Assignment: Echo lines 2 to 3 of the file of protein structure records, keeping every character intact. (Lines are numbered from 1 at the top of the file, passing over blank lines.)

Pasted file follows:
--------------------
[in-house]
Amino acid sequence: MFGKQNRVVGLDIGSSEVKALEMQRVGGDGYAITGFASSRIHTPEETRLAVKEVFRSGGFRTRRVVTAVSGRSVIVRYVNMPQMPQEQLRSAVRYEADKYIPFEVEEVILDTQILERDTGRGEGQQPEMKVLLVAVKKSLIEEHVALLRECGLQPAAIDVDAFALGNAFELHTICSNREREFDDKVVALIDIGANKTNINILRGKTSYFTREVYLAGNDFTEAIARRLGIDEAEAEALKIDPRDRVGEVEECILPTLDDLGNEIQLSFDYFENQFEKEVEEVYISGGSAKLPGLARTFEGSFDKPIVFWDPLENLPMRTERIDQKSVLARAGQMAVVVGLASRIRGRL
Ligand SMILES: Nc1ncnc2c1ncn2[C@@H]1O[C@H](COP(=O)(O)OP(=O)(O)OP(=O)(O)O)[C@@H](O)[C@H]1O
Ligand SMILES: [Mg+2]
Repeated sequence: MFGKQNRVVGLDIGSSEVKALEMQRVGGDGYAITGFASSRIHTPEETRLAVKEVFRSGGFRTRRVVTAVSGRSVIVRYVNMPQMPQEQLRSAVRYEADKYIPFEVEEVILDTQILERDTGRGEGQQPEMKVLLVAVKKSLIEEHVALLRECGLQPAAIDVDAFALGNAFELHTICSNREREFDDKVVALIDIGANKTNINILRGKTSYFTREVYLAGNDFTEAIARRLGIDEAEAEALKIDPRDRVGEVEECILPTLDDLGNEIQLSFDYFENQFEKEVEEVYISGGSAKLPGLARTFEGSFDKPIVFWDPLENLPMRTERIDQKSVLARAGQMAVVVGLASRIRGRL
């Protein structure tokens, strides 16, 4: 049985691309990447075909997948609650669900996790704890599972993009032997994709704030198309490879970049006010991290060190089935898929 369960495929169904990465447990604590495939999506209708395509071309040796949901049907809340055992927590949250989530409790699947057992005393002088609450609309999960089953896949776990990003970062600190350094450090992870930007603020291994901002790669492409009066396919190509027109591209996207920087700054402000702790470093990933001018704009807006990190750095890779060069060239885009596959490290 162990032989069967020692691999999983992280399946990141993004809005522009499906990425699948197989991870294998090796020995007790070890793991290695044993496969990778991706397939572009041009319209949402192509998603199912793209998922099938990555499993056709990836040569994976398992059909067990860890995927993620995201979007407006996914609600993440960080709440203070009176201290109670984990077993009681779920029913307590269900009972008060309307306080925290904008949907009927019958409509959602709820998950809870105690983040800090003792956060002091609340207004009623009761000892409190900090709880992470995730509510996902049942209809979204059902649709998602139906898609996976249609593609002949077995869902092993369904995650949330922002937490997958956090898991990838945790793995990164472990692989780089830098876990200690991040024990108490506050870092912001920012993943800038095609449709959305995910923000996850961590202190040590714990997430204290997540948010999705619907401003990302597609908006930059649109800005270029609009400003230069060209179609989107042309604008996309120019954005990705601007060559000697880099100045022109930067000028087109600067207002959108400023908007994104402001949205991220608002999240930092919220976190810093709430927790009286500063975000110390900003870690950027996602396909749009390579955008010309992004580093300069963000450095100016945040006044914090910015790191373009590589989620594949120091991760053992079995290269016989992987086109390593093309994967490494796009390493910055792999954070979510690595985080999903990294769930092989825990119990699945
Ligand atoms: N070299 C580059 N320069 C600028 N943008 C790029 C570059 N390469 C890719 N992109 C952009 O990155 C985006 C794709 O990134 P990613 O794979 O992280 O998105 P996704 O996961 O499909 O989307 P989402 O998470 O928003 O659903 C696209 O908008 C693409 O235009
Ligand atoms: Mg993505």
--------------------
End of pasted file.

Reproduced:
Amino acid sequence: MFGKQNRVVGLDIGSSEVKALEMQRVGGDGYAITGFASSRIHTPEETRLAVKEVFRSGGFRTRRVVTAVSGRSVIVRYVNMPQMPQEQLRSAVRYEADKYIPFEVEEVILDTQILERDTGRGEGQQPEMKVLLVAVKKSLIEEHVALLRECGLQPAAIDVDAFALGNAFELHTICSNREREFDDKVVALIDIGANKTNINILRGKTSYFTREVYLAGNDFTEAIARRLGIDEAEAEALKIDPRDRVGEVEECILPTLDDLGNEIQLSFDYFENQFEKEVEEVYISGGSAKLPGLARTFEGSFDKPIVFWDPLENLPMRTERIDQKSVLARAGQMAVVVGLASRIRGRL
Ligand SMILES: Nc1ncnc2c1ncn2[C@@H]1O[C@H](COP(=O)(O)OP(=O)(O)OP(=O)(O)O)[C@@H](O)[C@H]1O